Solos Star Nicole Beharie Talks Anthology’s Twists and Turns


From creator David Weil, the seven-part Amazon Prime Video original anthology series Solos is an exploration of what it means to be human and all of the emotions that come with that, spanning across the present and future. Human connection can and does take many forms and often intertwines with technology in different ways, whether through time travel, A.I. bots, smart homes, fertility treatments or memory transplants. The series stars Uzo Aduba, Nicole Beharie, Morgan Freeman, Anne Hathaway, Anthony Mackie, Helen Mirren, Dan Stevens and Constance Wu.

During a virtual junket to discuss the series, Collider got the opportunity to chat 1-on-1 with Nicole Beharie about the “Nera” episode, her love of anthology series, going on a ride with this storytelling, how little she knew about the twists in the story before reading the script, collaborating with episode director Tiffany Johnson on the three-day shoot, and what it’s been like for her to adjust to working with all of the safety protocols. She also talked about the appeal of the upcoming limited series Scenes From a Marriage.

Collider: With Monsterland and Solos, you’ve been doing some anthologies, which normally seems rare. Were you surprised that more than one of these projects has come your way, or do you personally like that structure of storytelling?

NICOLE BEHARIE: I love that you picked up on that. And I did Black Mirror too. I’m obsessed with it. As an audience member, I enjoy them because maybe I have a short attention span, but I also enjoy knowing there’s a theme to the series and that I’m going to be getting different experiences with different casts. I personally think it’s really fascinating to see what people can do with the same goal, idea or world. I love them, I really do. Hopefully, I can do them forever. And you’re in and out. It’s really cool. The people who are making these anthology series are super creative and they’re also the kind of people that like to try new things every single time. Knowing that it’s gonna be short lived, you can take bigger risks. That’s also something that’s really seductive about it.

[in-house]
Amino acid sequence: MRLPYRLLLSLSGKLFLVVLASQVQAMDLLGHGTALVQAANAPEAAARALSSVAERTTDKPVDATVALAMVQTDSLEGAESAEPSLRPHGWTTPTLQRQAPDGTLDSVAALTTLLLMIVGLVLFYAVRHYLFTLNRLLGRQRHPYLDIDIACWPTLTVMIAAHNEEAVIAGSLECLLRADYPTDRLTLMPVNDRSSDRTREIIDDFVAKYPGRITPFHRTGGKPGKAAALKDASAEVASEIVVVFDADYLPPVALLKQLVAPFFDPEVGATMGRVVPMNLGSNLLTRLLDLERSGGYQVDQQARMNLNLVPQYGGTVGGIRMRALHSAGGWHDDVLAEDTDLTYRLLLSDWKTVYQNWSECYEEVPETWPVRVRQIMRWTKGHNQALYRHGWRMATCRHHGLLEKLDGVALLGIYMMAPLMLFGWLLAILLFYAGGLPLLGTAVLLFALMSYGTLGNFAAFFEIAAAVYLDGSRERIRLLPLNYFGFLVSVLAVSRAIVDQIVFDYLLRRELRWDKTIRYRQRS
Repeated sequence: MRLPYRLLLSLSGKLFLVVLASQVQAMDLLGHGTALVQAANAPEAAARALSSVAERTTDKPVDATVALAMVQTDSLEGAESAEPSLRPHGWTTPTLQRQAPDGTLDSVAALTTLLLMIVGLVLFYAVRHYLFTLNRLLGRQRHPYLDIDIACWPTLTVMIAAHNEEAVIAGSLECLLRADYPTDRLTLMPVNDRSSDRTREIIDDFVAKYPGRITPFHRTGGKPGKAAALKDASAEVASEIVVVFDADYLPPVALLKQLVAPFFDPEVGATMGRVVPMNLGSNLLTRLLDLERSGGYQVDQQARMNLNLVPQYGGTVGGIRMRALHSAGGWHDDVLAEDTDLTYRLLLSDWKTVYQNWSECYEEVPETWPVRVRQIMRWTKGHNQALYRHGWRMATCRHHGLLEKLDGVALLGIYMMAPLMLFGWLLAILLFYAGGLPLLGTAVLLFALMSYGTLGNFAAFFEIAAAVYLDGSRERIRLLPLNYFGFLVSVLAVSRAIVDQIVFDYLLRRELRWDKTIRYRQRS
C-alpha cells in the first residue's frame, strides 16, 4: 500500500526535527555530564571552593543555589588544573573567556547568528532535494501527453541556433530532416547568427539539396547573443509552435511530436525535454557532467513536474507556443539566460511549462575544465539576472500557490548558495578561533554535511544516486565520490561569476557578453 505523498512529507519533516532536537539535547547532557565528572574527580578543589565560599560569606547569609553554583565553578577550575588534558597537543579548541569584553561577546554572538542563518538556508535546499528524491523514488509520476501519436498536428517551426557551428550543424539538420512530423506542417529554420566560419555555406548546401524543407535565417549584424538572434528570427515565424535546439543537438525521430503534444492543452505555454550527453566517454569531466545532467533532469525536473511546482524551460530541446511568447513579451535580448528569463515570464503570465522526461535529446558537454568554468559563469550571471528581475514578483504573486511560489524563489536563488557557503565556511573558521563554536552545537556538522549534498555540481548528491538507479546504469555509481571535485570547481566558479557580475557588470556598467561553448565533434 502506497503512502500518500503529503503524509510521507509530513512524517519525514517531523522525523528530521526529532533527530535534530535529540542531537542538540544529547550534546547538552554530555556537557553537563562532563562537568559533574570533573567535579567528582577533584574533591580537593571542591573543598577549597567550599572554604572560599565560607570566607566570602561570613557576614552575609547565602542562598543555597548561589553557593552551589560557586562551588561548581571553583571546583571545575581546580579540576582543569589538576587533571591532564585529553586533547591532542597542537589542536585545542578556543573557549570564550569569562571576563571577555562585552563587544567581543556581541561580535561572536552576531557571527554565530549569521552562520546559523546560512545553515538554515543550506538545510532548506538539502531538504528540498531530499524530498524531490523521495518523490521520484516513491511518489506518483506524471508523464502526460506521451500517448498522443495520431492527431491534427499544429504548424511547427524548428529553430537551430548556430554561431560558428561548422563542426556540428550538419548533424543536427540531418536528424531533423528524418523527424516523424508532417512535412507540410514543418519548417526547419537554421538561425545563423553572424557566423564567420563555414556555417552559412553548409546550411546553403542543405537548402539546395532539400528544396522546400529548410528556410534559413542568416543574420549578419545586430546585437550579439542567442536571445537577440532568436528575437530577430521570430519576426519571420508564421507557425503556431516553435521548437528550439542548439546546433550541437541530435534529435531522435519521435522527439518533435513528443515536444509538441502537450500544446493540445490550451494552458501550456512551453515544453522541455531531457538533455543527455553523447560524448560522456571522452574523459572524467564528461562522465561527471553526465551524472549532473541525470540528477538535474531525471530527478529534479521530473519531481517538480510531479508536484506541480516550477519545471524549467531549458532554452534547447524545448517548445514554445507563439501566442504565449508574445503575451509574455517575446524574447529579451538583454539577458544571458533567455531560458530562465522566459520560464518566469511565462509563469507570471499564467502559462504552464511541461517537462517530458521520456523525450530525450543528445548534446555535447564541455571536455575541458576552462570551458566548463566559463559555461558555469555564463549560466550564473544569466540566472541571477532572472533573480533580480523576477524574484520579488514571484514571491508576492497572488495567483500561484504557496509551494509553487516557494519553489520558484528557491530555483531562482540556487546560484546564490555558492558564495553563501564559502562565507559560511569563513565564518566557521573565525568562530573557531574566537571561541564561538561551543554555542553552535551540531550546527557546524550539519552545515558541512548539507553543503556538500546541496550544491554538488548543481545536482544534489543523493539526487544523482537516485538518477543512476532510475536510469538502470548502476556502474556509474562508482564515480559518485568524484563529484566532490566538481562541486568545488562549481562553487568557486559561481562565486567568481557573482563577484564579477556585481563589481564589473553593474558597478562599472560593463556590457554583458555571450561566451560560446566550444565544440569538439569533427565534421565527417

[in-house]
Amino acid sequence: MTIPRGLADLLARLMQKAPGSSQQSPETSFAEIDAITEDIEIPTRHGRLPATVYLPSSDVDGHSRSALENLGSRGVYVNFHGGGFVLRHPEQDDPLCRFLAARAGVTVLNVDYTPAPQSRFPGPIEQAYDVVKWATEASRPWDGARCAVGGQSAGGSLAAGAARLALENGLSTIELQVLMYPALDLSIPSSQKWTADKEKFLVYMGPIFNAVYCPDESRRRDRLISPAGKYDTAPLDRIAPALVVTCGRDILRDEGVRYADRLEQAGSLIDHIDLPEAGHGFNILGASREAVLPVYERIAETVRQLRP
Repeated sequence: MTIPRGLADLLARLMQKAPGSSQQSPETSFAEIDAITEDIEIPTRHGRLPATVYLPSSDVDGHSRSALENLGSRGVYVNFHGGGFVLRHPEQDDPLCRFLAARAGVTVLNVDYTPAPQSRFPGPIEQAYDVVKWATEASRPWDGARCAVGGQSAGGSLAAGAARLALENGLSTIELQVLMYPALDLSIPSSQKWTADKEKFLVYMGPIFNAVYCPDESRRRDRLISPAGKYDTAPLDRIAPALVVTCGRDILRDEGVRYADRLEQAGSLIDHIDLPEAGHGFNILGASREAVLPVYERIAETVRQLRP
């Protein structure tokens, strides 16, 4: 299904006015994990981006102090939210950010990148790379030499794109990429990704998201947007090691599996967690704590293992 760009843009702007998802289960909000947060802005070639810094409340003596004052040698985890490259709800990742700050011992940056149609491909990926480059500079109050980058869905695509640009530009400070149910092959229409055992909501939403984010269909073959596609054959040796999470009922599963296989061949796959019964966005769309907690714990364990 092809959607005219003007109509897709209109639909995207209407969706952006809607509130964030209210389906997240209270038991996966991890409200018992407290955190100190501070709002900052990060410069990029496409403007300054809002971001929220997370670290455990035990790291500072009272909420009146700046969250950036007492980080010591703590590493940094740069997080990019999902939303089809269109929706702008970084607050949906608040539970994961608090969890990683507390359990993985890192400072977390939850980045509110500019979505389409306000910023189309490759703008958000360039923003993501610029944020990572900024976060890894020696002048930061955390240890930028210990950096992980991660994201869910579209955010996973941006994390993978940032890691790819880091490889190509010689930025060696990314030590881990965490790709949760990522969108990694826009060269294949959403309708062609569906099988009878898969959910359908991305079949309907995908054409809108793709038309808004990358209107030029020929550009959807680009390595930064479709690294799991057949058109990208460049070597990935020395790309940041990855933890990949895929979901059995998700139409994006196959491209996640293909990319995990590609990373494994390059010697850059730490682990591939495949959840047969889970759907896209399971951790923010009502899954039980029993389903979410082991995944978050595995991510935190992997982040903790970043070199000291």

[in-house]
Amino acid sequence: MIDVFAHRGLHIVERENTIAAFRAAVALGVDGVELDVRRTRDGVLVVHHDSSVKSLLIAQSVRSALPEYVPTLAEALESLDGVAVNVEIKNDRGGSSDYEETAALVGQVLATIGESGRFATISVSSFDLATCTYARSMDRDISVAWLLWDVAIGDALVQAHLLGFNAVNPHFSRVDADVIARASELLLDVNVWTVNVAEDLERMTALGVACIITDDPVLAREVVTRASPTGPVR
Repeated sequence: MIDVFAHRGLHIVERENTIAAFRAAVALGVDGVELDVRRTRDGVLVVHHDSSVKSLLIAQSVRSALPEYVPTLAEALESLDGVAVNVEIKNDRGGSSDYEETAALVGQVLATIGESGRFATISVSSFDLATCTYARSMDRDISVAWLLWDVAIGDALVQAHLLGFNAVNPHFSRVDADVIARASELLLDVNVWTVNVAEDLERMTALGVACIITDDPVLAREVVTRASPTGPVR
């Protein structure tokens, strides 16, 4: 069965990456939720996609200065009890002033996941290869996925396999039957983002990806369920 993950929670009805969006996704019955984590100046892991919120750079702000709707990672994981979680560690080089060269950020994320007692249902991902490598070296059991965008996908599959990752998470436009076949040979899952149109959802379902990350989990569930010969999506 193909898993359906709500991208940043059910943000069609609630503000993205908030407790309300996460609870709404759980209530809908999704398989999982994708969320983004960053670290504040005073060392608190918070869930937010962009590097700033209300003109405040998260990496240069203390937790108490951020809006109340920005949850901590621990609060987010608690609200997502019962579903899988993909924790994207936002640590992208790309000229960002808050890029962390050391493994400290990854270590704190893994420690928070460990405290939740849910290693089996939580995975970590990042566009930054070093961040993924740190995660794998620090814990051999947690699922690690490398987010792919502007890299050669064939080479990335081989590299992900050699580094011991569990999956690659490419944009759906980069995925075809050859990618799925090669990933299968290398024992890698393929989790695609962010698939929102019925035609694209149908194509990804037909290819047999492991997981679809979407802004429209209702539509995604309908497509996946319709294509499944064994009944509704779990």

You also tend to go into an anthology series thinking that you know what you might get, but then you realize just how vastly different that can be.

BEHARIE: Yeah, I love that. Look, we’ve been stuck in our homes and I don’t know about you, but I feel like I’ve seen everything, so it’s nice when something actually catches me off guard and I’m like, “Oh, I’m on a ride.” I’m forgetting about the actors and I’m just having an experience. And I really feel like that’s what this provides for audiences. It’s completely different than anything else out there.

When this was presented to you, what was the pitch for the series? Did they give you a an overall sense of what it would be, or specifically just your episode?

BEHARIE: I actually only got my episode. I knew that they were gonna be solo performances, but I did only get my episode. And then, (show creator) David [Weil] mentioned it’s in a futuristic world and there’s a throughline, but he didn’t reveal too much, which I actually think was useful, just to be completely in your world. They took the responsibility of making it all come together, which I think that they did seamlessly. They just came to me and were like, “Look, there’s a lady in the future. She’s having a baby at a cabin in the woods, in a storm by herself. What do you think?” I was like, “Oh, okay.” And they were like, “There’s gonna be a Black female director and a Black female wrote it.” Tiffany Johnson and Stacy Osei-Kuffour are amazing and two people who I’m huge fans of, so I said, “Let’s do it.” And then, I was like, “You guys want me for this?” It is daunting, that task being front and center the entire time and with the entire responsibility on you. I’ve seen some of the other episodes and ours has a lot of choreography and movement, and the tone is a little different as well. It’s a treat for the audience to feel a different tone with each one.


Image via Amazon

Did you know that there would be these unexpected twists to it, or did you discover all of that, as you read the script for the first time?

BEHARIE: They literally said to me, “She’s having a baby and she’s in a cabin,” so no, they didn’t give away anything. That’s also the reason why I’m trying to be like coded in our conversation. I think it’s fun to actually take the ride and not give it away. We tried to commit to that, even while being in it. I didn’t want to get ahead of it, as the story progressed. There’s a certain tone to it. In the beginning, you don’t feel that there’s a lot more brewing.

Because this anthology series explores the deeper meaning of human connection and what that means for these different individuals, it’s not a big flashy story, but is instead focused on human emotion. How was your experience of really getting to dig deep into personal and human feelings?